Brief Fact Summary. Elizabeth and Charles Maxwell, (Appellants), brought an action for declaratory judgment seeking a declaration that their contract for financing with Fidelity Financial Services, Inc., (Appellee) was unenforceable due to unconscionability. Appellants appeals the trial court ruling of summary judgment in favor of Appellee.
Synopsis of Rule of Law. Claims of unconscionability can be established with either a showing of substantive unconscionability alone, especially in cases involving either price-cost disparity or limitation of remedies.
There have been exceptional cases where a provision of the contract is so outrageous as to warrant holding it unenforceable on the ground of substantive unconscionability alone.View Full Point of Law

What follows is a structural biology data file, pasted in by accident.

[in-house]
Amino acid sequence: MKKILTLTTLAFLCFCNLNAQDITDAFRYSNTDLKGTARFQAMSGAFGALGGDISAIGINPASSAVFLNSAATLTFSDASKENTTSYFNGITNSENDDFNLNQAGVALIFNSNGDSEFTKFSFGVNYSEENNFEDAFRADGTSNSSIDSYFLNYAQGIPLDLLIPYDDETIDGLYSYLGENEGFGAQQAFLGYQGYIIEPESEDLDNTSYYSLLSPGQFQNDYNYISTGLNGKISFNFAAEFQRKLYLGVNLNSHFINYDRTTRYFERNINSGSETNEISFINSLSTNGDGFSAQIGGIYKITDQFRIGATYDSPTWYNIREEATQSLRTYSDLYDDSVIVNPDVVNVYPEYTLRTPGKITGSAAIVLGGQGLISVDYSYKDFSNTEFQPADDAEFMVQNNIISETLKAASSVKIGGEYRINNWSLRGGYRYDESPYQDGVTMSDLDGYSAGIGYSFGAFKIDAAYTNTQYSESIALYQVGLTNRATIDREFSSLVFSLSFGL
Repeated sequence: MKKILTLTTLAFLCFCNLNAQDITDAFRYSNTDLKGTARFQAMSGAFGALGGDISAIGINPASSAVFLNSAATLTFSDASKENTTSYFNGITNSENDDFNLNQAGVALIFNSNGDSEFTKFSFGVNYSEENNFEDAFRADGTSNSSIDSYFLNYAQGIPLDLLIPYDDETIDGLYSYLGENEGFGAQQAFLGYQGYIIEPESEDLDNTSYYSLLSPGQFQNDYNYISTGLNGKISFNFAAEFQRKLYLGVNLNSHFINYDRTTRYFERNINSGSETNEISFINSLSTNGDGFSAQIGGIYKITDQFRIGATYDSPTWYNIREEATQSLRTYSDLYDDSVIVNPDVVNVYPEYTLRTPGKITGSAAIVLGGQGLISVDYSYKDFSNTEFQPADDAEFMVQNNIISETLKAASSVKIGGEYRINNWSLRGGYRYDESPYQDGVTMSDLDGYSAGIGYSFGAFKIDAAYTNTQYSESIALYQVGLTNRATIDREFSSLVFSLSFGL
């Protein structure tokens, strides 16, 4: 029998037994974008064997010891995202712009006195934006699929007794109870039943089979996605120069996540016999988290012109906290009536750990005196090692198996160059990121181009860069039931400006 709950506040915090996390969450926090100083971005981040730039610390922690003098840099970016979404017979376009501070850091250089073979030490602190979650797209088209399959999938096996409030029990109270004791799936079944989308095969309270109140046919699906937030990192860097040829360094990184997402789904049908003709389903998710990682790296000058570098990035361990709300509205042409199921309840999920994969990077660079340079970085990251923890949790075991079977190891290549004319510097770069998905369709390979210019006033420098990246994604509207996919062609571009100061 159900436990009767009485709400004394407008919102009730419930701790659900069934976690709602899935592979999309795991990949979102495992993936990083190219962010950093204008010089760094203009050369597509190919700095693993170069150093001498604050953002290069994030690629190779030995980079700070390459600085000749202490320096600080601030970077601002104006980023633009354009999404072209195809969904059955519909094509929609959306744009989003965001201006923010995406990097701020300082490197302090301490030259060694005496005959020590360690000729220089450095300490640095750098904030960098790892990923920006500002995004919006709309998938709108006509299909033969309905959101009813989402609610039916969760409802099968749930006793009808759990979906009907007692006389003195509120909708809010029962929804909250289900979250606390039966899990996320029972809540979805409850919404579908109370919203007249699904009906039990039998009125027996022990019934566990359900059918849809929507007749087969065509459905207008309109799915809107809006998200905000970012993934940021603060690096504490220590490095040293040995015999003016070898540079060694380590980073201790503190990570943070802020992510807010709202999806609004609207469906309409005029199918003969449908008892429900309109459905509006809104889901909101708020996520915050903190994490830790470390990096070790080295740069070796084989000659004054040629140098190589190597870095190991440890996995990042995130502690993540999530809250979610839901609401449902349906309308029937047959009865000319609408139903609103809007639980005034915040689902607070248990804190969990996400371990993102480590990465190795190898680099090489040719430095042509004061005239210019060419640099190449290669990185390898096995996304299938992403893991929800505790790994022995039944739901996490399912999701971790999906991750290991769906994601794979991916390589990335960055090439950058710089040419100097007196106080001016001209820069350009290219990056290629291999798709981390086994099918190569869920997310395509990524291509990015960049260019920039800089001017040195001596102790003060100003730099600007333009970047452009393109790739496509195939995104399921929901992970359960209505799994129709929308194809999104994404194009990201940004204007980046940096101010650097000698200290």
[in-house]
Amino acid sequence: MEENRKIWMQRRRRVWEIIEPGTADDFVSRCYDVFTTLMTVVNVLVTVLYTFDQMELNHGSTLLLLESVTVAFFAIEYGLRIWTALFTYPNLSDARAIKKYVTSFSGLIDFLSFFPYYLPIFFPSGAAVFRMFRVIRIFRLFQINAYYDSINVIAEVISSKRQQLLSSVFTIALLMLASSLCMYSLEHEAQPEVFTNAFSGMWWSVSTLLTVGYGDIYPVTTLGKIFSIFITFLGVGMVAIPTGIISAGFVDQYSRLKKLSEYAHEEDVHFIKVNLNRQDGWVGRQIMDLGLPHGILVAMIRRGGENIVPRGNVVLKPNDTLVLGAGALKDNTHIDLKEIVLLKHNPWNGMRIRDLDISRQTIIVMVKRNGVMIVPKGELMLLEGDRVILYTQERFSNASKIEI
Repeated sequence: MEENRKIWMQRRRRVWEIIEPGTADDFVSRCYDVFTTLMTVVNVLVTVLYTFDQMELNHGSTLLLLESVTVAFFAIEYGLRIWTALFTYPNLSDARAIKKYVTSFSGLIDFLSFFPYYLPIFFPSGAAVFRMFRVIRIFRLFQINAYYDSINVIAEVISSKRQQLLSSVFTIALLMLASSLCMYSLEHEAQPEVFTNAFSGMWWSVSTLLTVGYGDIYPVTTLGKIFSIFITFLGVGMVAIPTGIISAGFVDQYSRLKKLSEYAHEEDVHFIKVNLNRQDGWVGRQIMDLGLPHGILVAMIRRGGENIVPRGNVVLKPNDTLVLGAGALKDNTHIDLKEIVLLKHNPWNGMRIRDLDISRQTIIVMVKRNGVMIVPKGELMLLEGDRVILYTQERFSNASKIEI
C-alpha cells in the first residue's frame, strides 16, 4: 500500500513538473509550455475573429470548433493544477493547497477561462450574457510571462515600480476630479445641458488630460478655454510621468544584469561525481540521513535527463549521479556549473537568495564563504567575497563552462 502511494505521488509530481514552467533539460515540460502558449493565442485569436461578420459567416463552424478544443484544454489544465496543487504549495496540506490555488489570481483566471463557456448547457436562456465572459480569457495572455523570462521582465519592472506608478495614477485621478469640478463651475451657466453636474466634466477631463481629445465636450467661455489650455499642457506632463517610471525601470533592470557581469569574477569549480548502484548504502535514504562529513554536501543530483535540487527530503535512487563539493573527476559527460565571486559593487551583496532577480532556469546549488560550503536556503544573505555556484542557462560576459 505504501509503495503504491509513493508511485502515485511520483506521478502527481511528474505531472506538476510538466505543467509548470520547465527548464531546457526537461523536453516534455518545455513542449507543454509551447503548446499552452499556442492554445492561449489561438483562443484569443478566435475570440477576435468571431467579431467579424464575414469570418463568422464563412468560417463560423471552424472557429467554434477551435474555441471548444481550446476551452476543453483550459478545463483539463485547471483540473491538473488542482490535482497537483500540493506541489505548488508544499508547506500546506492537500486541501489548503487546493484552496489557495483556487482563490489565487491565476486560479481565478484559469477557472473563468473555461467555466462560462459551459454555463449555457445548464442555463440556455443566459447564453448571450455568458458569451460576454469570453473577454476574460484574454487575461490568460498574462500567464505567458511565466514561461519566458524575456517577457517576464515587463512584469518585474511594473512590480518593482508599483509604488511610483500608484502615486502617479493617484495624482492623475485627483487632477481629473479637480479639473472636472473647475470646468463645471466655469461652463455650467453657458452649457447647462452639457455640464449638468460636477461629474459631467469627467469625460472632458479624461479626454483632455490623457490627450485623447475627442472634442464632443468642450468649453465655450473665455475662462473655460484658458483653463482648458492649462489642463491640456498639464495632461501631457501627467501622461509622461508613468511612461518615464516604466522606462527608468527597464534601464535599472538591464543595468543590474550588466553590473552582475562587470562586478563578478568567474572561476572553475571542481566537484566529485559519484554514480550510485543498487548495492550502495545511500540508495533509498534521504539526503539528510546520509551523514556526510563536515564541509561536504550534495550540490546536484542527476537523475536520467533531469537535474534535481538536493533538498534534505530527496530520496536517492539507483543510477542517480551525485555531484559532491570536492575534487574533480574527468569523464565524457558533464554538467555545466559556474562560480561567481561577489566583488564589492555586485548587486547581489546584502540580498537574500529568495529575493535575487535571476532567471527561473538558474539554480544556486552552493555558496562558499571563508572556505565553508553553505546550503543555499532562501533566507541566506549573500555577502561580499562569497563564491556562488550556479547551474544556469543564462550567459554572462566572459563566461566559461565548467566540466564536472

Issue. Whether the contract’s security provisions present a question of unconscionability.
Held. Yes. The apparent injustice and oppression in these security provisions constitute not only a question of substantive unconscionability but possibly even procedural unconscionability.
Discussion. Based on these facts it cannot be said that the contract is not unconscionable. The price could be considered grossly excessive giving rise to substantive unconscionablity. Further the security terms allow Appellee not only to repossess the water heater but also to foreclose on Appellants’ home. This apparent injustice and oppression in the security terms may not only constitute substantive unconscionability but also procedural unconscionability.